Thursday, September 2, 2010

Do Esteemable Things

Somehow I stumbled onto an old post from the Happiness Project blog, about picking up other people's trash, and it really got me thinking. The idea was that by doing things that we think are "good deeds," we make ourselves happier by improving our self image.

But it wasn't just that I might be able to improve my self image by doing good things, that made this post so interesting to me. It was that it made me wonder whether pointing out when others do good deeds could improve their self-image, as well.

In particular, I'm remembering a conversation my daughter and I had while she was having a snack today. We were eating some trail mix, and she said,

"Mama, do you remember when Nythia was crying at the museum, and I gave her the chocolate chips out of my trail mix, and then she stopped crying?"

And I replied, "Yes, Flannery, I remember that. You were so sweet to your friend to try to make her feel better."

"Well, that's because she's my best friend out of all my friends, and I love her."

Sweet, right?

The neat thing is, that this little memory of Flannery's "good deed," is now a part of Flannery's repertoire of good stuff she's done. She can remember it just by seeing Chex Mix, without me bringing it up or pointing it out.

But I wonder if it would've cemented itself so strongly in her memory if I hadn't used that sweet event as one of her "3 Things" during our bedtime review of the day. I've written about this before, but most nights at bedtime, I try to tell Flannery the "3 Things" that made me proud of her that day. I try to make them character-building things so that she gets to hear examples of her generosity, or her patience, or her flexibility. So, I might say,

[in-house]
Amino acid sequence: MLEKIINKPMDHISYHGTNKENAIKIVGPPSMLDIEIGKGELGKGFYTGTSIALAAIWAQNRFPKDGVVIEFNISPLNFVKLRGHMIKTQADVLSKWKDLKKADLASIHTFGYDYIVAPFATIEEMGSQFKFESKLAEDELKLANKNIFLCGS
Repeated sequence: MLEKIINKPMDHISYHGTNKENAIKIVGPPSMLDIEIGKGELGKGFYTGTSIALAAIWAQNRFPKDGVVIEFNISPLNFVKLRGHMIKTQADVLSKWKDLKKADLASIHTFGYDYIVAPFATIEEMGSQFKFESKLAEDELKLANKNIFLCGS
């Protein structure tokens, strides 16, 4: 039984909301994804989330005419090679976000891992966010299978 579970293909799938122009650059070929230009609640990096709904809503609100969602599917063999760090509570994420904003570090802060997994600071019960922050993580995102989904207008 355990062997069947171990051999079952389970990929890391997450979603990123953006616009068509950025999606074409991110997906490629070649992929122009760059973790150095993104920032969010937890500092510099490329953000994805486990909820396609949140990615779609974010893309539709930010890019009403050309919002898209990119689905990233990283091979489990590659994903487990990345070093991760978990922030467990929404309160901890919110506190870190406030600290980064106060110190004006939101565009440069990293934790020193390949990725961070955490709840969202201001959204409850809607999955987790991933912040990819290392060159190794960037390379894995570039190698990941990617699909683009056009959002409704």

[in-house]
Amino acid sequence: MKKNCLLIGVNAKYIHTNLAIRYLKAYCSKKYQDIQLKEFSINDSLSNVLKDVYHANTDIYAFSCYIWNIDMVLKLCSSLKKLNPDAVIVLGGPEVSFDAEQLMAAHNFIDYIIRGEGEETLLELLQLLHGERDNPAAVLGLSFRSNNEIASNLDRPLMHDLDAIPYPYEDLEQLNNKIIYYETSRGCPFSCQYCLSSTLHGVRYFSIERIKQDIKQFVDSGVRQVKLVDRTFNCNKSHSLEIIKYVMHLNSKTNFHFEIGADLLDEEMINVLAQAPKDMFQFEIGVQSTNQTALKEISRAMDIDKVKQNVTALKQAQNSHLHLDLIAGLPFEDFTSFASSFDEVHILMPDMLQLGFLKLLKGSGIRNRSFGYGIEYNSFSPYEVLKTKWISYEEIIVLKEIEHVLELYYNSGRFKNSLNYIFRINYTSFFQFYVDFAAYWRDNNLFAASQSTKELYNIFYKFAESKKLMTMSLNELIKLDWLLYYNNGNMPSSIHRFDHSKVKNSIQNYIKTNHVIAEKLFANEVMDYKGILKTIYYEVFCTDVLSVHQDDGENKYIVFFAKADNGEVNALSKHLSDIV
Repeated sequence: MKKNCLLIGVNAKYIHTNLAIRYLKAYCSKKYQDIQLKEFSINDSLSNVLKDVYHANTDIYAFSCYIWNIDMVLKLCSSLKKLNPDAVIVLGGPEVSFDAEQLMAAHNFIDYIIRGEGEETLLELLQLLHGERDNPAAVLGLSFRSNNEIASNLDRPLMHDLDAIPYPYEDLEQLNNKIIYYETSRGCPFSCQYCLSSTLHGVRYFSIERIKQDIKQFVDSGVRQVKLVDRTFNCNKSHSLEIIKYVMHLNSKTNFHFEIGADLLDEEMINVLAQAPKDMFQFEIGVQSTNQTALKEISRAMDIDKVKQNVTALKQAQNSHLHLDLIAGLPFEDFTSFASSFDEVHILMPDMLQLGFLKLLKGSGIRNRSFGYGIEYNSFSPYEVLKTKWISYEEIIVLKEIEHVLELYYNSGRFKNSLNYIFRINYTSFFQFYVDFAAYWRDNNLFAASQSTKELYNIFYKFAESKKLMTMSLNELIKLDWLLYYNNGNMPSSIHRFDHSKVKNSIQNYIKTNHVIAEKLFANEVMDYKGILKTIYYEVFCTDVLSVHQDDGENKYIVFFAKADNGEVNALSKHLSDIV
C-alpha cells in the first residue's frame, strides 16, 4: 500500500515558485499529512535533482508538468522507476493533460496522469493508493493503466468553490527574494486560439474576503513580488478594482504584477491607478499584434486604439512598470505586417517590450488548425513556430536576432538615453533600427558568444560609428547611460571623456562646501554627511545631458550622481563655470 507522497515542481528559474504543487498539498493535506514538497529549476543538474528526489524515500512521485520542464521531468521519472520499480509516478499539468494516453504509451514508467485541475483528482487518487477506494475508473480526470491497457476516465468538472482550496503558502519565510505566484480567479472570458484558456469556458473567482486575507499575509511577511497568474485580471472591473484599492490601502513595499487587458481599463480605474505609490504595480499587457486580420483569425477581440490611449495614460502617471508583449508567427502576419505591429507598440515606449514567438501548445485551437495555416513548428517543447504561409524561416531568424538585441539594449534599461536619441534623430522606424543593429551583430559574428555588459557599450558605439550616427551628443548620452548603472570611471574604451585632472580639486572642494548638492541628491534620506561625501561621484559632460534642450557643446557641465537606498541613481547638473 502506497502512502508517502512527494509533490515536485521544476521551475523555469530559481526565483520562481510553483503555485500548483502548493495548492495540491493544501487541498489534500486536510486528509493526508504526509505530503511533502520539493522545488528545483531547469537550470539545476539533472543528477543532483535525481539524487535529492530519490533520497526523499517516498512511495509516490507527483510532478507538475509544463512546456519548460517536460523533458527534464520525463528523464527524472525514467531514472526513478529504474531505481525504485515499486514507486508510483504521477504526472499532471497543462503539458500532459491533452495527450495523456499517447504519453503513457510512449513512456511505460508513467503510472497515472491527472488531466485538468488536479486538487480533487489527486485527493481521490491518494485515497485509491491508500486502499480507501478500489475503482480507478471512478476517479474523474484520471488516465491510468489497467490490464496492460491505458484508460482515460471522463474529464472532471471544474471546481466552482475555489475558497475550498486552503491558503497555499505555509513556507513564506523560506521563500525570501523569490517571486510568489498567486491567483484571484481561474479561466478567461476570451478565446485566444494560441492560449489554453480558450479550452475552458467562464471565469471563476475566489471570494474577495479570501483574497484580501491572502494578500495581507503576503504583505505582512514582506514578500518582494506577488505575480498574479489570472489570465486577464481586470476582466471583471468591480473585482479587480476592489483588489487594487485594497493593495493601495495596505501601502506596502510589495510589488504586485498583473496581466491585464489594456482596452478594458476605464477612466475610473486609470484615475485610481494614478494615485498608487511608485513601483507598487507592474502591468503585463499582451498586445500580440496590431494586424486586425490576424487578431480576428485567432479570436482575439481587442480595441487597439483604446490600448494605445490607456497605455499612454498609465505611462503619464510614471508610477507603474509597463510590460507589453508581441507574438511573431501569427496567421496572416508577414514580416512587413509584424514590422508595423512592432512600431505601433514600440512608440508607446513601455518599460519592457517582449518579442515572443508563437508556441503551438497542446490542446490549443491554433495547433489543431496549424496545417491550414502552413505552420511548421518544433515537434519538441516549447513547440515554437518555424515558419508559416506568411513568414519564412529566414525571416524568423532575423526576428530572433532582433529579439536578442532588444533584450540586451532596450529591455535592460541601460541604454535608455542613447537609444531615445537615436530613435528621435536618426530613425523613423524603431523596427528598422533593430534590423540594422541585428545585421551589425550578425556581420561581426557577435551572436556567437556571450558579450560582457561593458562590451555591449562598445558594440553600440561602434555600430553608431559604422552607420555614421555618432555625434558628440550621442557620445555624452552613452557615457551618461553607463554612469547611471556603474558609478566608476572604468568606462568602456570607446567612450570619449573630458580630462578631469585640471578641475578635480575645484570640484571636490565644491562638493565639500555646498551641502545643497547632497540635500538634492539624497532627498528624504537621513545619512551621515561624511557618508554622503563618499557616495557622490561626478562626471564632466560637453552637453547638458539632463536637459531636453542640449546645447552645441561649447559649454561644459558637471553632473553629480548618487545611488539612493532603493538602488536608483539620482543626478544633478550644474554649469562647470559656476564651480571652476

"Number one is that you shared your Chex Mix with Nythia when she was upset, and that made her feel better. That was so thoughtful and generous! Number two is that you brushed your teeth right away when I asked you to! That was nice obeying!, and Number Three is that you pet the dogs with soft hands today. That's what I call being gentle!" (Fans of the "How to Talk So Kids Will Listen" books will see that I borrow a lot of their strategies!)

My hope in doing this is that over time, Flannery will see that even if she has a public tantrum now and then, or gets in trouble at school here and there, that there are many examples each day of good choices she makes, and that her true nature is generous, sweet, kind, creative, and generally wonderful.

Self-esteem is such a delicate thing in kids. Really, they're much more sensitive than we think. So let's help them do good deeds. And help them notice and remember those good deeds, too. May every child have a snack food that brings to mind how wonderful they are!

Do you have a "chex mix" memory from when you were growing up? I remember sticking up for a little girl on my bus when some bigger kids were making fun of her, and how I felt so powerful in my skinny red-headed freckled body that day.

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